Senators Question iPhone Type Deals with Carriers

 
 
By Roy Mark  |  Posted 2009-06-16 Email Print this article Print
 
 
 
 
 
 
 

Exclusive arrangements between wireless carriers and cell phone manufacturers such as Apple's iPhone deal with AT&T are coming under fire from Congress.

Four U.S. Senators are urging the Federal Communications Commission to investigative whether exclusive deals between cell phone makers and wireless carriers are unfairly impacting competition and restricting consumer choice in the commercial wireless marketplace.

Unlike wireline services, which are required by law to allow consumers to connect the legal devices of their choice to carriers' networks, the wireless market is pocked with exclusive deals such as Apple's iPhone arrangement with AT&T. The Rural Cellular Association May 20 filed a a petition for rulemaking on the exclusive deals.

"Based on this record, we ask that you examine this issue carefully and act expeditiously should you find that exclusivity agreements unfairly restrict consumer choice or adversely impact competition in the commercial wireless marketplace," Senators John Kerry (D-Mass.), Roger Wicker (R-Miss.), Byron Dorgan (D-N.D.) and Amy Klobuchar (D-Minn.) wrote to FCC acting Chairman Michael Copps June 15.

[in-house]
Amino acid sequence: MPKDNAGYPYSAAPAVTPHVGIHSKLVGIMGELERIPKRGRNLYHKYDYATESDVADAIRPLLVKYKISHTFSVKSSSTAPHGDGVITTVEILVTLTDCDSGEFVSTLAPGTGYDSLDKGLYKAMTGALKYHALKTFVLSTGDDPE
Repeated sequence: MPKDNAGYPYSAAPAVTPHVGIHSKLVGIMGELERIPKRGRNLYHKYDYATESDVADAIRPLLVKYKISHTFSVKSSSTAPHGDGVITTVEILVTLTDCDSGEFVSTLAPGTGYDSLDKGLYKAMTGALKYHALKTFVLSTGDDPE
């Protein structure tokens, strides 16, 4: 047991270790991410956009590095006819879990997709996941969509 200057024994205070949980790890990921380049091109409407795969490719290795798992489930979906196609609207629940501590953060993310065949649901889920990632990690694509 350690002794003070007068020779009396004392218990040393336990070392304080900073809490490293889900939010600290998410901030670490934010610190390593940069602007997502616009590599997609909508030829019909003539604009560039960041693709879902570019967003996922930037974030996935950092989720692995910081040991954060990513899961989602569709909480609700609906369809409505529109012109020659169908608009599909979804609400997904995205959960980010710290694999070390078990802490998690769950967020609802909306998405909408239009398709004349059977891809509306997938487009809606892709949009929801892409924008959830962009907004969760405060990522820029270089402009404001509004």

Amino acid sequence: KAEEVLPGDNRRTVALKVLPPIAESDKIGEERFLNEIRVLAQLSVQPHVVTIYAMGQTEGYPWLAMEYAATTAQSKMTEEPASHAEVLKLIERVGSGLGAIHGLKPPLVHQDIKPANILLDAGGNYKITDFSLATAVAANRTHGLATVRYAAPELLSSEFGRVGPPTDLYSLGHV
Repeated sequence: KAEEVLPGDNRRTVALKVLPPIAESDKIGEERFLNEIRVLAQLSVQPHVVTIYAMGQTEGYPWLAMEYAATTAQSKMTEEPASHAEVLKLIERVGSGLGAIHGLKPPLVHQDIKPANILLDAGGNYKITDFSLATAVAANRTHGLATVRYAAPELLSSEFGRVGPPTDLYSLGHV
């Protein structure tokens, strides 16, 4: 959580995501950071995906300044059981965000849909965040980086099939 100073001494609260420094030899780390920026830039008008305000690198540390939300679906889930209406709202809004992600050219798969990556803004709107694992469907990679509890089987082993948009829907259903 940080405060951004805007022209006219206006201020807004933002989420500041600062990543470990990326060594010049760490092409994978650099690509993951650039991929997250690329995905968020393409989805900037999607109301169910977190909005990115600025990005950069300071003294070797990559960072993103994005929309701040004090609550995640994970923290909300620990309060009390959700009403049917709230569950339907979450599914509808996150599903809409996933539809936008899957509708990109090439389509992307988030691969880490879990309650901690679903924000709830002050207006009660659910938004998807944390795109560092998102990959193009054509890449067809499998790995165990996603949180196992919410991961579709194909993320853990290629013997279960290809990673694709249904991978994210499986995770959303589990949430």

Kerry, chairman of the Commerce Subcommittee on Communications, Technology and the Internet, is also holding a hearing June 17 over the exclusive deals.

"The subject of exclusivity agreements between wireless carriers and handset manufacturers will be a focal point of this hearing, and the record will help to determine whether legislative action is also necessary," the senators wrote.

The stimulus package passed by Congress earlier this year requires that any organization or enterprise receiving grants or loans to build broadband networks to allow any legal device to be connected to the new networks. Network operators are prohibited from discriminating in the handling of network traffic, at least as defined by the FCC's network neutrality principles, which are currently under legal challenge by Comcast.

But, as Public Knowledge's Art Brodsky notes of the stimulus, "It's important to realize that whatever open network and non-discrimination conditions are applied as part of the stimulus will be very limited in scope, applying only to projects generated as a result of grants, loans or loan guarantees made under the legislation."


 
 
 
 
 
 
 
 
 
 
 

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